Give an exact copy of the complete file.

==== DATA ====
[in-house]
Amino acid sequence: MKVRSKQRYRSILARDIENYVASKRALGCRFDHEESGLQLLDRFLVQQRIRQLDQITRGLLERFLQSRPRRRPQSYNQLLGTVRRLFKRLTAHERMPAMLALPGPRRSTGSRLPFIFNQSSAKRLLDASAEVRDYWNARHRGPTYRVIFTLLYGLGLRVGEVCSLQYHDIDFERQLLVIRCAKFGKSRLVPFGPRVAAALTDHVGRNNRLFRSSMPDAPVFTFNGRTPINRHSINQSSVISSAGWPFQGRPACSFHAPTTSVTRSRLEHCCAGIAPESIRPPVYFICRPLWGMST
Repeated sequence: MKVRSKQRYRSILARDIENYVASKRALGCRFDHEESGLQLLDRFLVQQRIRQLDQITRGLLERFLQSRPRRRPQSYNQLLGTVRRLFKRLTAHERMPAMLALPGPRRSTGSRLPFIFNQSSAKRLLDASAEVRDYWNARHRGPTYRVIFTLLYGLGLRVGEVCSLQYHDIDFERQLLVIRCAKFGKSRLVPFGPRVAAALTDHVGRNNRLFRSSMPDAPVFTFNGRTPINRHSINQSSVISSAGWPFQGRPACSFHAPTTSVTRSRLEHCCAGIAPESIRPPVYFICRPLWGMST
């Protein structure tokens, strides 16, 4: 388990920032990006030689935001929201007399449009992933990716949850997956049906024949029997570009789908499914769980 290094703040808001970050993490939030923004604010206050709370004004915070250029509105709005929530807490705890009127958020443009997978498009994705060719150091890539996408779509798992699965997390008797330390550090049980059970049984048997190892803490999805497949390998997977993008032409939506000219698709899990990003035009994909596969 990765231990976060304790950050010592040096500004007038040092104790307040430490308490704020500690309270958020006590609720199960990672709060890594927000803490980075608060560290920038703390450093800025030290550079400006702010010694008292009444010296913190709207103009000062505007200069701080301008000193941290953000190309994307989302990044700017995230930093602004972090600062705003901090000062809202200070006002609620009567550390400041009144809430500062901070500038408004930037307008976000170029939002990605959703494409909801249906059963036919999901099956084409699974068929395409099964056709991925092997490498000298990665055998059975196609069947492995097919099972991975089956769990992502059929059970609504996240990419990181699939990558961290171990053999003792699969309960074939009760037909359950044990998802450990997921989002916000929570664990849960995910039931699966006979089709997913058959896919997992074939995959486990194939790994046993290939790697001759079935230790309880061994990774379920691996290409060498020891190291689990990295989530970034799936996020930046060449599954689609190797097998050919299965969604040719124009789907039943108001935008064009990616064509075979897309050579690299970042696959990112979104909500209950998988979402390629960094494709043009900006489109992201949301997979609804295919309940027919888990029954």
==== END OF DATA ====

[in-house]
Amino acid sequence: MKVRSKQRYRSILARDIENYVASKRALGCRFDHEESGLQLLDRFLVQQRIRQLDQITRGLLERFLQSRPRRRPQSYNQLLGTVRRLFKRLTAHERMPAMLALPGPRRSTGSRLPFIFNQSSAKRLLDASAEVRDYWNARHRGPTYRVIFTLLYGLGLRVGEVCSLQYHDIDFERQLLVIRCAKFGKSRLVPFGPRVAAALTDHVGRNNRLFRSSMPDAPVFTFNGRTPINRHSINQSSVISSAGWPFQGRPACSFHAPTTSVTRSRLEHCCAGIAPESIRPPVYFICRPLWGMST
Repeated sequence: MKVRSKQRYRSILARDIENYVASKRALGCRFDHEESGLQLLDRFLVQQRIRQLDQITRGLLERFLQSRPRRRPQSYNQLLGTVRRLFKRLTAHERMPAMLALPGPRRSTGSRLPFIFNQSSAKRLLDASAEVRDYWNARHRGPTYRVIFTLLYGLGLRVGEVCSLQYHDIDFERQLLVIRCAKFGKSRLVPFGPRVAAALTDHVGRNNRLFRSSMPDAPVFTFNGRTPINRHSINQSSVISSAGWPFQGRPACSFHAPTTSVTRSRLEHCCAGIAPESIRPPVYFICRPLWGMST
């Protein structure tokens, strides 16, 4: 388990920032990006030689935001929201007399449009992933990716949850997956049906024949029997570009789908499914769980 290094703040808001970050993490939030923004604010206050709370004004915070250029509105709005929530807490705890009127958020443009997978498009994705060719150091890539996408779509798992699965997390008797330390550090049980059970049984048997190892803490999805497949390998997977993008032409939506000219698709899990990003035009994909596969 990765231990976060304790950050010592040096500004007038040092104790307040430490308490704020500690309270958020006590609720199960990672709060890594927000803490980075608060560290920038703390450093800025030290550079400006702010010694008292009444010296913190709207103009000062505007200069701080301008000193941290953000190309994307989302990044700017995230930093602004972090600062705003901090000062809202200070006002609620009567550390400041009144809430500062901070500038408004930037307008976000170029939002990605959703494409909801249906059963036919999901099956084409699974068929395409099964056709991925092997490498000298990665055998059975196609069947492995097919099972991975089956769990992502059929059970609504996240990419990181699939990558961290171990053999003792699969309960074939009760037909359950044990998802450990997921989002916000929570664990849960995910039931699966006979089709997913058959896919997992074939995959486990194939790994046993290939790697001759079935230790309880061994990774379920691996290409060498020891190291689990990295989530970034799936996020930046060449599954689609190797097998050919299965969604040719124009789907039943108001935008064009990616064509075979897309050579690299970042696959990112979104909500209950998988979402390629960094494709043009900006489109992201949301997979609804295919309940027919888990029954």